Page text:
Sophisticated technologies, devices, and software have added to the challenges of staying relevant in the workplace today. With the educational situation of the country, one would wonder if our students are ready to squash these challenges. What skills are required to function effectively as a part of the 21st-century workforce?
A few weeks ago in Nigeria, the social media space was abuzz with talk of palliatives from the Federal Government to ameliorate the effect of the lockdown on the citizens. Before you could say “Jack”, new domain names were registered using the COVID-19 acronym. The purpose? To defraud unsuspecting and uninformed members of the public. Dubious websites and webforms, pretending to be from the Federal Government for the disbursement of palliatives, were created.
Lots of naive young people, many of whom were students – and are expected to have attained a level of literacy to deal with modern challenges, were the most gullible. They helped forward these dubious websites and webforms to their contacts and in whatever social groups they belonged to. It was saddening. And considering that we live in the 21st century, where (mis)information flies around at the speed of light, no one (especially students) is permitted to be that gullible.
Employers, researchers, governments, and educators have all agreed that if you’re going to be a valuable member of the workforce, there are skills that will help you do that. Developing these skills will give you an edge and can be the springboard for a successful career today.
There are 12 skills that students need as a launchpad for a successful career, but the three major skills are:
Critical thinking is arguably a very important quality for students to have today. Employers list it as a key criteria in every job post. In business settings, critical thinking is essential for improvement. It’s the mechanism that weeds out problems and replaces them with solutions. Critical thinking is what helps you, as a student, to figure stuff out for yourself when you don’t have a teacher at your disposal.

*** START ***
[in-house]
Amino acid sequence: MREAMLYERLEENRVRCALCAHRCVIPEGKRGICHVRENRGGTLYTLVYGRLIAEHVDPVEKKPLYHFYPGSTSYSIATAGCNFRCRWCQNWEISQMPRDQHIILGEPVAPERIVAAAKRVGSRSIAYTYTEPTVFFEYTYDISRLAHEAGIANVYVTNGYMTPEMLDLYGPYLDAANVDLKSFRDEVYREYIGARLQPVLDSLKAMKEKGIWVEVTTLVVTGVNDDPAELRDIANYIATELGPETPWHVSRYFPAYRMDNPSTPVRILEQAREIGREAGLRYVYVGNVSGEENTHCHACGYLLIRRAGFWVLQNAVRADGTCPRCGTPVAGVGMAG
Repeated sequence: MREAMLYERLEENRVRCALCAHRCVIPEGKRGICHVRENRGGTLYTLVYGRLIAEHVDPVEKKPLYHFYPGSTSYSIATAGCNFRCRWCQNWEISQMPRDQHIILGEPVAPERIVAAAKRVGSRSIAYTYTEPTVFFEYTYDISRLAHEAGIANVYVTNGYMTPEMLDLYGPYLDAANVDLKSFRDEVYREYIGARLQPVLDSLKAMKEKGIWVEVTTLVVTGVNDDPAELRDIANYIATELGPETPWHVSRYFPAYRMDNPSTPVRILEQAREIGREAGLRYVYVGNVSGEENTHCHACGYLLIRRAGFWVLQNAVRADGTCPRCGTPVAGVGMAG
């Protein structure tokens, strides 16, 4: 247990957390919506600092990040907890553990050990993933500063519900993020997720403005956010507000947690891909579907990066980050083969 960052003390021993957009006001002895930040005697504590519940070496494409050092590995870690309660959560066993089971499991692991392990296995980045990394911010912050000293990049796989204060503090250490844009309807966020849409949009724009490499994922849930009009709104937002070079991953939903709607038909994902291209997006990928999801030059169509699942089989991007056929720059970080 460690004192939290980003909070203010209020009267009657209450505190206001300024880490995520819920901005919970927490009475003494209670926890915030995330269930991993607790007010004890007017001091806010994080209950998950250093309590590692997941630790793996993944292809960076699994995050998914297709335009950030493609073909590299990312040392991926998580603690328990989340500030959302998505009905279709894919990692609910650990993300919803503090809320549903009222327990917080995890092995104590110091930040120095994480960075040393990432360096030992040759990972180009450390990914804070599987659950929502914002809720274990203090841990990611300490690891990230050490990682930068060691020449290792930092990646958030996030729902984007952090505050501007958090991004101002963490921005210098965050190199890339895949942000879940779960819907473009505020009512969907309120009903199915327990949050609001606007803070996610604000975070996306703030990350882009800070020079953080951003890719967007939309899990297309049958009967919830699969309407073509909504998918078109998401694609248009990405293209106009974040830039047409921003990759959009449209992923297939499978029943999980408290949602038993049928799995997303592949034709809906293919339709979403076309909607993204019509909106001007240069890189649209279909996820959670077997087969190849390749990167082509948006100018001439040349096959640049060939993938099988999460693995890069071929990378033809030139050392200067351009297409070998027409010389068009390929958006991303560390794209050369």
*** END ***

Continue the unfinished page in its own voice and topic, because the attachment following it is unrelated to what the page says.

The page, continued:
Your ability to think critically, dissect issues, look at every component of a problem and come up with solutions to them will set you apart in any workplace.
Even as a student, a lot of your peers will come to you for solutions to homework problems if they know you as someone who always has solutions. Developing the critical thinking skill is a must if you want to stay relevant. Make it a habit to read books that will stretch your brain. Books like The World’s 200 Hardest Brain Teasers – By Gary Gruber is a good one to start with.
Technology literacy teaches students about the machines involved in the information age. As computers, Cloud Computing, Machine Learning, Artificial Intelligence, Virtual Reality, and mobile devices become more important to the world, the world needs more people to understand those concepts. If you are a student, it is important to know these things. You’re not permitted to not know them!
Technology literacy gives students the basic information they need to understand what gadgets perform what tasks, and why. Understanding how devices work, and which devices or technology is powering modern businesses, will make you a key player in the 21st-century market.
Technology literacy will help you to unmask the high-powered tools that run today’s world. As a result, you can adapt to the world more effectively. But more importantly, you can play a role in its evolution.
Flexibility is the ability to adapt quickly to change. This might be one of the most challenging skill to learn for any student. The reason is that ‘change’ can be uncomfortable for some people.
Two of the guiding principles behind flexibility are the ideas that ‘your way isn’t always the best way‘ and ‘you have to know and admit when you’re wrong‘. More than 50% of humans will not subscribe to that idea. That is why if you do, you’ll be ahead of your peers in any workplace.
Flexibility requires you to show humility and accept that you’ll always have a lot to learn — even when you’re experienced. Flexibility is crucial to a student’s long-term success. Knowing when to change, how to change, and how to react to change is a skill that’ll pay you.